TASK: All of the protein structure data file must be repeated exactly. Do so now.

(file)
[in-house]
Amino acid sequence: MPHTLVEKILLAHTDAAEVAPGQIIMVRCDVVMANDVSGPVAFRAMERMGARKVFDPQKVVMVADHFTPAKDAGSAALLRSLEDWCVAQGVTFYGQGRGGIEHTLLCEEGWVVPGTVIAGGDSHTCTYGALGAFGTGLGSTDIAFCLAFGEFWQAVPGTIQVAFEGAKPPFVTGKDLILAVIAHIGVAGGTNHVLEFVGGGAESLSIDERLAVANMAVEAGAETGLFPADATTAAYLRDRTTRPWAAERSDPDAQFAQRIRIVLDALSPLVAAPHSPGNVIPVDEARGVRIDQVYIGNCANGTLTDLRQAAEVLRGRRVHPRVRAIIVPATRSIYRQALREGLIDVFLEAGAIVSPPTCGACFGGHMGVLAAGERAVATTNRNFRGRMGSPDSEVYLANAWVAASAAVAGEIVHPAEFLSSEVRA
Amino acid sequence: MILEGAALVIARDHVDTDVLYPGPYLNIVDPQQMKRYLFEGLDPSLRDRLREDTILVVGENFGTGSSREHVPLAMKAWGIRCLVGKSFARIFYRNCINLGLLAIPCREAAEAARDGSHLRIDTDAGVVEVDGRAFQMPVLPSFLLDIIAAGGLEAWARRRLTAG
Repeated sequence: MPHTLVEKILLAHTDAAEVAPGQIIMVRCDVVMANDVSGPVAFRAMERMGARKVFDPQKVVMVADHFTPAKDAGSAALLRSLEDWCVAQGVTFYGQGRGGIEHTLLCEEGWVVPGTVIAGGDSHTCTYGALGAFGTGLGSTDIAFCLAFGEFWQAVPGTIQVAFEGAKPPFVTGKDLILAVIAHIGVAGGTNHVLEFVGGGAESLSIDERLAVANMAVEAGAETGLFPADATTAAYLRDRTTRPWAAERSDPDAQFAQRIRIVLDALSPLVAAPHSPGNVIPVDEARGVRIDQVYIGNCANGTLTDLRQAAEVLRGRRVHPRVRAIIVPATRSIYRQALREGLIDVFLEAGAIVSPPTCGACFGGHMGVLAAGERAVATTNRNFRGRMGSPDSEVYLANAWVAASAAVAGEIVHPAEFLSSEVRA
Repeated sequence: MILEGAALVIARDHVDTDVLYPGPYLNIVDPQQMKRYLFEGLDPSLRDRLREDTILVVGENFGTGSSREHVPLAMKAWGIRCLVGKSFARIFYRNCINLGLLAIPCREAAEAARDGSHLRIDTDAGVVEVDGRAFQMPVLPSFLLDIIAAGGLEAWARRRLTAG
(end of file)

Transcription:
[in-house]
Amino acid sequence: MPHTLVEKILLAHTDAAEVAPGQIIMVRCDVVMANDVSGPVAFRAMERMGARKVFDPQKVVMVADHFTPAKDAGSAALLRSLEDWCVAQGVTFYGQGRGGIEHTLLCEEGWVVPGTVIAGGDSHTCTYGALGAFGTGLGSTDIAFCLAFGEFWQAVPGTIQVAFEGAKPPFVTGKDLILAVIAHIGVAGGTNHVLEFVGGGAESLSIDERLAVANMAVEAGAETGLFPADATTAAYLRDRTTRPWAAERSDPDAQFAQRIRIVLDALSPLVAAPHSPGNVIPVDEARGVRIDQVYIGNCANGTLTDLRQAAEVLRGRRVHPRVRAIIVPATRSIYRQALREGLIDVFLEAGAIVSPPTCGACFGGHMGVLAAGERAVATTNRNFRGRMGSPDSEVYLANAWVAASAAVAGEIVHPAEFLSSEVRA
Amino acid sequence: MILEGAALVIARDHVDTDVLYPGPYLNIVDPQQMKRYLFEGLDPSLRDRLREDTILVVGENFGTGSSREHVPLAMKAWGIRCLVGKSFARIFYRNCINLGLLAIPCREAAEAARDGSHLRIDTDAGVVEVDGRAFQMPVLPSFLLDIIAAGGLEAWARRRLTAG
Repeated sequence: MPHTLVEKILLAHTDAAEVAPGQIIMVRCDVVMANDVSGPVAFRAMERMGARKVFDPQKVVMVADHFTPAKDAGSAALLRSLEDWCVAQGVTFYGQGRGGIEHTLLCEEGWVVPGTVIAGGDSHTCTYGALGAFGTGLGSTDIAFCLAFGEFWQAVPGTIQVAFEGAKPPFVTGKDLILAVIAHIGVAGGTNHVLEFVGGGAESLSIDERLAVANMAVEAGAETGLFPADATTAAYLRDRTTRPWAAERSDPDAQFAQRIRIVLDALSPLVAAPHSPGNVIPVDEARGVRIDQVYIGNCANGTLTDLRQAAEVLRGRRVHPRVRAIIVPATRSIYRQALREGLIDVFLEAGAIVSPPTCGACFGGHMGVLAAGERAVATTNRNFRGRMGSPDSEVYLANAWVAASAAVAGEIVHPAEFLSSEVRA
Repeated sequence: MILEGAALVIARDHVDTDVLYPGPYLNIVDPQQMKRYLFEGLDPSLRDRLREDTILVVGENFGTGSSREHVPLAMKAWGIRCLVGKSFARIFYRNCINLGLLAIPCREAAEAARDGSHLRIDTDAGVVEVDGRAFQMPVLPSFLLDIIAAGGLEAWARRRLTAG